Poor old Gilbert is getting restless. Despite the fact that there is more interest in wildlife than ever before, it seems that most of the so-called conservation organisations are losing interest in species. Instead they prefer to babble on about landscape scale conservation and ecosystem services (whatever they are). Could this be because most of their staff don't have any knowledge about species if they don't have four legs?
This is my attempt to encourage an interest in good old-fashioned natural history.

Thursday, 9 May 2013

Possibly the worst habitat management in the world

In early April I went to look at the Wild Tulips in Wiltshire. Unfortunately they were only in bud (and were still in bud two weeks later) but further down the lane I saw a new plant in the form of Asarabacca. There seems to be debate as to whether this is native or not but I did like the comment in one of my plant books 'a plant so dull that one wonders why it was ever planted'!

The following weekend I visited Woolbeding Common in West Sussex. Things started well with my first Cuckoo flying over soon after I left the car, lots of Linnets around and a Tree Pipit in song. But as I got down to the part of the common which was grazed last year I was just gobsmacked.

Last summer when I was there, an area had been electric fenced and cattle were grazing. There was hardly a scrap of edible vegetation left and I was tempted to phone the RSPCA out of concern for the cattles welfare. The only thing stopping me was that an adjacent area had been fenced and I assumed that the cattle were soon going to be moved into that area. The photograph below shows the area at that time.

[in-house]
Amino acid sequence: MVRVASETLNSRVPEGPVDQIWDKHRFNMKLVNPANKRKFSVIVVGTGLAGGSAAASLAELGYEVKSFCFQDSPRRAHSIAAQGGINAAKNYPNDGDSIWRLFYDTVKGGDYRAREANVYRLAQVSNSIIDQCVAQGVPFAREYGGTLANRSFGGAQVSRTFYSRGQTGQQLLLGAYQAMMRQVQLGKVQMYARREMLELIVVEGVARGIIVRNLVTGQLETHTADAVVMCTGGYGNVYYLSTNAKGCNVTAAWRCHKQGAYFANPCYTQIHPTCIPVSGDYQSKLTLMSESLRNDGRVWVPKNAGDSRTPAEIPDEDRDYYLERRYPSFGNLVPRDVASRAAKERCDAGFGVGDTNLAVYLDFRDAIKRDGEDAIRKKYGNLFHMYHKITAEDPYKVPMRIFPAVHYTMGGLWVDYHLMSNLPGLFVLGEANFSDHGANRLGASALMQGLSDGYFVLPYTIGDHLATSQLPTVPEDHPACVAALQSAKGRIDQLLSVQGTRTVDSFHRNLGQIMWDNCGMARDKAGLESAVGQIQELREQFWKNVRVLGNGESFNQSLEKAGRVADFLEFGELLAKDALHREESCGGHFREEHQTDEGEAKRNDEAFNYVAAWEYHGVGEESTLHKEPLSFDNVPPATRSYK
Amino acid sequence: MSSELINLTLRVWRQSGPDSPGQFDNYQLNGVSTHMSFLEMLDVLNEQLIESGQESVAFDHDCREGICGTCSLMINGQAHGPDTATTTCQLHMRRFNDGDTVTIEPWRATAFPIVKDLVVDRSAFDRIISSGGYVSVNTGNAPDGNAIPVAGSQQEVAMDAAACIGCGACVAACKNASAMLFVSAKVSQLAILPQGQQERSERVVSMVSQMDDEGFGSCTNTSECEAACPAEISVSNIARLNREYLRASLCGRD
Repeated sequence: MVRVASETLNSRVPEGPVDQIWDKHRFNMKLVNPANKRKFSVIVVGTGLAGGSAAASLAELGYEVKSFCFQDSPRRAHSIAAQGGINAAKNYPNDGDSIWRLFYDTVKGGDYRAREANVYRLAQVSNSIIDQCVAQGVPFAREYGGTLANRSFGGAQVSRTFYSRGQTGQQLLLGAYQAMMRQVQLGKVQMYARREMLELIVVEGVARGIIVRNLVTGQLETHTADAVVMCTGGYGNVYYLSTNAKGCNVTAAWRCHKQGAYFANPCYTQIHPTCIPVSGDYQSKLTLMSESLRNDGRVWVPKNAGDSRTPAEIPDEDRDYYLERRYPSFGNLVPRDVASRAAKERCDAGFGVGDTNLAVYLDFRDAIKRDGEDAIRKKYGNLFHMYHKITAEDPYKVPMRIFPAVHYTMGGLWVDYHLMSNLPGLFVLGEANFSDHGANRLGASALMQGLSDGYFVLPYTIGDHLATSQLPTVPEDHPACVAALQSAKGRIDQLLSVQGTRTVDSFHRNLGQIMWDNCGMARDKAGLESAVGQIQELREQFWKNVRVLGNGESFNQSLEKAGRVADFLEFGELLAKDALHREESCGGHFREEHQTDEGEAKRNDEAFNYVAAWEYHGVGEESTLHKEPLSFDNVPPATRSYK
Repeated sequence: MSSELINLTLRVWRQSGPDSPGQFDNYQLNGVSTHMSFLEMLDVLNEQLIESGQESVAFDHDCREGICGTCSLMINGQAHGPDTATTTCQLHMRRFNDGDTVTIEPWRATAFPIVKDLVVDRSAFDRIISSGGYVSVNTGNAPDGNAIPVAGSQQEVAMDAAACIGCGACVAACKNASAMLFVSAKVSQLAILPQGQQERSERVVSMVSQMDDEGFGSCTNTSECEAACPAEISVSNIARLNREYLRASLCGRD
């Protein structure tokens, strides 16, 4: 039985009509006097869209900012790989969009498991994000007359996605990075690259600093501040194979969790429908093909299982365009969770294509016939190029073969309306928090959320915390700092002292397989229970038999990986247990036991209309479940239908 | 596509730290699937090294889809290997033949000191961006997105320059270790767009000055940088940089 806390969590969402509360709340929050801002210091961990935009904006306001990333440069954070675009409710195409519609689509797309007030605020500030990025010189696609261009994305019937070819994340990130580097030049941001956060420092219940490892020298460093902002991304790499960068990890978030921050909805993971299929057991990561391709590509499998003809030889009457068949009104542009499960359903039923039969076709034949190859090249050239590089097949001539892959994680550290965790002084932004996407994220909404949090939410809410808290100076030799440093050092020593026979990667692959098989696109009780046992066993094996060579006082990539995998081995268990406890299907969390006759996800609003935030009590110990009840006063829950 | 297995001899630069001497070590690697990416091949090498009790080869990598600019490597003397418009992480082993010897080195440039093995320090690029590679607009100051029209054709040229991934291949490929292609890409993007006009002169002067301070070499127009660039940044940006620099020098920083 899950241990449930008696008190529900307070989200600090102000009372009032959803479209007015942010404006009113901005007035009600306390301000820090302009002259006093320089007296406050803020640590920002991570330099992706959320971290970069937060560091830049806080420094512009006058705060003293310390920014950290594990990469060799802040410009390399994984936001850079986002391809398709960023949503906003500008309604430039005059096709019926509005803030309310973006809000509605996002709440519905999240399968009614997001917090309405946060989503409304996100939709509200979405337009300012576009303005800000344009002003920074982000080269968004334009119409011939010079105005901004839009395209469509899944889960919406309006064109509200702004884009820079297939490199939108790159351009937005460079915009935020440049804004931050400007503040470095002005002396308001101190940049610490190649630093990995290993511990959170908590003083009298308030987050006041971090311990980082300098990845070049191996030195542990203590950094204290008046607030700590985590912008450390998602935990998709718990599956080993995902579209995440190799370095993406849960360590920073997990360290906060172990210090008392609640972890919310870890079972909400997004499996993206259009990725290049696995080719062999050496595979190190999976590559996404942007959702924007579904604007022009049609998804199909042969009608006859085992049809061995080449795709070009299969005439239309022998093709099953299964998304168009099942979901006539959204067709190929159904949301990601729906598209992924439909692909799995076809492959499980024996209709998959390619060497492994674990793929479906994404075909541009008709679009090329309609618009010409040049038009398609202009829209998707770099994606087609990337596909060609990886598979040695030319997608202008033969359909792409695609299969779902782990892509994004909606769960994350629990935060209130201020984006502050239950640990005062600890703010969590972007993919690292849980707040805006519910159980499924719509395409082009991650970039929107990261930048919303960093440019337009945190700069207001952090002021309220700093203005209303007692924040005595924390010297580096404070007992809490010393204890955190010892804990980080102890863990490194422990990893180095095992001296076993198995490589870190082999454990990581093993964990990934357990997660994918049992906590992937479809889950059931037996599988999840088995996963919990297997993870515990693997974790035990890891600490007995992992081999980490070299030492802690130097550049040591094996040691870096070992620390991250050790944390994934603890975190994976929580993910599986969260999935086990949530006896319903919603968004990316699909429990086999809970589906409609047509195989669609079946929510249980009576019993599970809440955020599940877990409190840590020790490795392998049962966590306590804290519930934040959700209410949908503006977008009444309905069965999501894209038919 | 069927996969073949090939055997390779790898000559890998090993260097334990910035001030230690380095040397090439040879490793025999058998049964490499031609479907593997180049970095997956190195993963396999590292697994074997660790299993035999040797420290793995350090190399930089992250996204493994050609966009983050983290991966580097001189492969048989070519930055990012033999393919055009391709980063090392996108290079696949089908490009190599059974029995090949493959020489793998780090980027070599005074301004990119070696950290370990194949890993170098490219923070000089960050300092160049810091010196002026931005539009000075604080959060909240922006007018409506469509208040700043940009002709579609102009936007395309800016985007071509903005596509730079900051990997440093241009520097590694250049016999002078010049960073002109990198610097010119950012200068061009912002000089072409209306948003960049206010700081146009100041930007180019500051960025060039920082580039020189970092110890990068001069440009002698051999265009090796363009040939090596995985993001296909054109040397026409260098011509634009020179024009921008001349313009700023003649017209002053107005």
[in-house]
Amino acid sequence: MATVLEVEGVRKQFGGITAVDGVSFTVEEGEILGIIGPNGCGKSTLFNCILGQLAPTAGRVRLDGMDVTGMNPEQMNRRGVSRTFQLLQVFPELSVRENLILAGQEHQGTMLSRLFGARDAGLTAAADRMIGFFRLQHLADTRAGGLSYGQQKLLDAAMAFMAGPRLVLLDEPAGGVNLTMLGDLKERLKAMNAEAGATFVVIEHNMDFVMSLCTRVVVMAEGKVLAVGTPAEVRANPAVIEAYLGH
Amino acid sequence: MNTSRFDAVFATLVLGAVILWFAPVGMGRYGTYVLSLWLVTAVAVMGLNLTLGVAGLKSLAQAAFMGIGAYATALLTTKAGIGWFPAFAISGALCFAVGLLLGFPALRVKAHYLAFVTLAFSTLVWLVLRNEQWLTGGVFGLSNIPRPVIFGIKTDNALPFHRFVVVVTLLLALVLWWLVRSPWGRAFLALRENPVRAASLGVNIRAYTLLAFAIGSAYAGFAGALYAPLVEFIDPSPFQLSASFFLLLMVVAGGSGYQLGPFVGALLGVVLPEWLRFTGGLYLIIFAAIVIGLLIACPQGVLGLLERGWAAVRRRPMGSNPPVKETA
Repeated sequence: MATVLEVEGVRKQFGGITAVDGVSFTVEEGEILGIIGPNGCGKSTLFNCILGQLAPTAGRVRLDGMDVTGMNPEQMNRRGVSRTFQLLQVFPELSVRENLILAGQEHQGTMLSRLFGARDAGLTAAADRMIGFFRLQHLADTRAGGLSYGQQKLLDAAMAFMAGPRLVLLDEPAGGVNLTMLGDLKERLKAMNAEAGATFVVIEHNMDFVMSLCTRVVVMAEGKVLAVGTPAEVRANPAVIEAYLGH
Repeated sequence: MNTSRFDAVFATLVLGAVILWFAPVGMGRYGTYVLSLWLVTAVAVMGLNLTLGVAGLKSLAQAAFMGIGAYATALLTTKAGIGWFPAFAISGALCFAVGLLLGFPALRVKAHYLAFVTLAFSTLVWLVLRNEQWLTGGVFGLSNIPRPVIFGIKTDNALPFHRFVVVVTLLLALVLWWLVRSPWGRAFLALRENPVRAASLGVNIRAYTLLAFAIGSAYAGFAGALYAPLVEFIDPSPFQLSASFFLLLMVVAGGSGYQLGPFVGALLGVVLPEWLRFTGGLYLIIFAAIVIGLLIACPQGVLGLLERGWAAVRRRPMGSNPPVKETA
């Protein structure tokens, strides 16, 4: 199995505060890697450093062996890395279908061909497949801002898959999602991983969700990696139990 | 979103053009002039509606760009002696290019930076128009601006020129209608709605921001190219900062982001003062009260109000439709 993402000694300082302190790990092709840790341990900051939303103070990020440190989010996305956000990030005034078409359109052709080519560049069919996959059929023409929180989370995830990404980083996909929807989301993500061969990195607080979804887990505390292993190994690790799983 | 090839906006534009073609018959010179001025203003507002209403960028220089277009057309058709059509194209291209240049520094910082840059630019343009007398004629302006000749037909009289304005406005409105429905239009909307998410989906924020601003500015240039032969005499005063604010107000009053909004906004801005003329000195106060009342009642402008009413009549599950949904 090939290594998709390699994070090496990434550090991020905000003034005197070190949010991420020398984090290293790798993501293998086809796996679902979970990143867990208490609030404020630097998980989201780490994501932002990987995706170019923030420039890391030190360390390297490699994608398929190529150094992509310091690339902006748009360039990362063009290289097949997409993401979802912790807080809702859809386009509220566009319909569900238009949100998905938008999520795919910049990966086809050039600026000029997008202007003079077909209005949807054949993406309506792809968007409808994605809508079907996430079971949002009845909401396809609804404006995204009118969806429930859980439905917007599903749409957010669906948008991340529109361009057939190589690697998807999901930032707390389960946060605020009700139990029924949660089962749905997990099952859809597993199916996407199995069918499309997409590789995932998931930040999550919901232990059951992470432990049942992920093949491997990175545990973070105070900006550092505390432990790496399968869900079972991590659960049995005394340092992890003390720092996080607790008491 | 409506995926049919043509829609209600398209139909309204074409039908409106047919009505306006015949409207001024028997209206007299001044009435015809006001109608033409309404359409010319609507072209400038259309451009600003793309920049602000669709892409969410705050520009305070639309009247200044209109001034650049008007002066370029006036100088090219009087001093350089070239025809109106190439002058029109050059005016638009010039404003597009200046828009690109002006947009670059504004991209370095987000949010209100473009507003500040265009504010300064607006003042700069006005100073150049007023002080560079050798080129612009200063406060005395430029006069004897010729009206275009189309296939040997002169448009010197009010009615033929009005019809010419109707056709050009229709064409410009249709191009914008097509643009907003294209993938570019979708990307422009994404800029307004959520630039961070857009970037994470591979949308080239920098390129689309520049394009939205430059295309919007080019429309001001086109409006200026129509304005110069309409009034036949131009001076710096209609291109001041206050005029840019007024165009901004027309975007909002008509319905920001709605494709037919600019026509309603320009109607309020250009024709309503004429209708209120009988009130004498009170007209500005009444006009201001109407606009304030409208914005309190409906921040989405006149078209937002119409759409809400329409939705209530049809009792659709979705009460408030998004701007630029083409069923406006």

The next photo shows the condition this spring of the adjacent area into which the cattle were moved.

On what planet is this appropriate habitat management? Can anyone guess why there are no Stonechats or Dartford Warblers around this year? The site is 'managed' by the National Trust so I could be accused of National Trust bashing - an increasingly popular sport in conservation circles. But it isn't that - they just happened to have provided a sufficiently extreme example that shows up reasonably well in photo's; I could provide examples of mis-management by virtually every other 'conservation' organisation.

Why is this happening (and, I believe, getting worse)? I believe it is because there are very few wardens these days who have an interest in, and therefore a knowledge of, wildlife. Universities don't teach students how to identify species and even if they did, the time available still wouldn't give students a comprehensive grounding - they need to want to look at wildlife in their own time. The trouble is that there is no incentive for them to do so because all employers are interested in is bits of paper and such nonsense as 'customer care skills'. I'm not kidding, a friend was interested in a job with Natural England last year and showed me their requirements. There were no questions about technical skills or knowledge but they did give you lots of room to describe your customer care skills. Luckily she either was intelligent enough not to apply or lucky enough not to get the job!

So what needs to be done? Well it will never happen but a solution would be for the person specifications for all jobs in conservation to be torn up and the following criteria applied:

1. For any role in nature conservation, the applicant must have a pan-species list of more than 1000, no more than 80% being in any one taxanomic group.
2. For a role having responsibility for the management of a SSSI, the applicant must have a pan-species list exceeding 2500, with no more than 50% being in any one taxanomic group.

I would like to set the targets higher but then there would be virtually no-one who could apply!

Why? Not because listing per se has any value whatsoever but if people have to see that many species they will actually have to spend time in the field and if they do that, they might actually learn something about what wildlife needs and then end up not trashing the reserves that they are the guardians of. One can but dream.......

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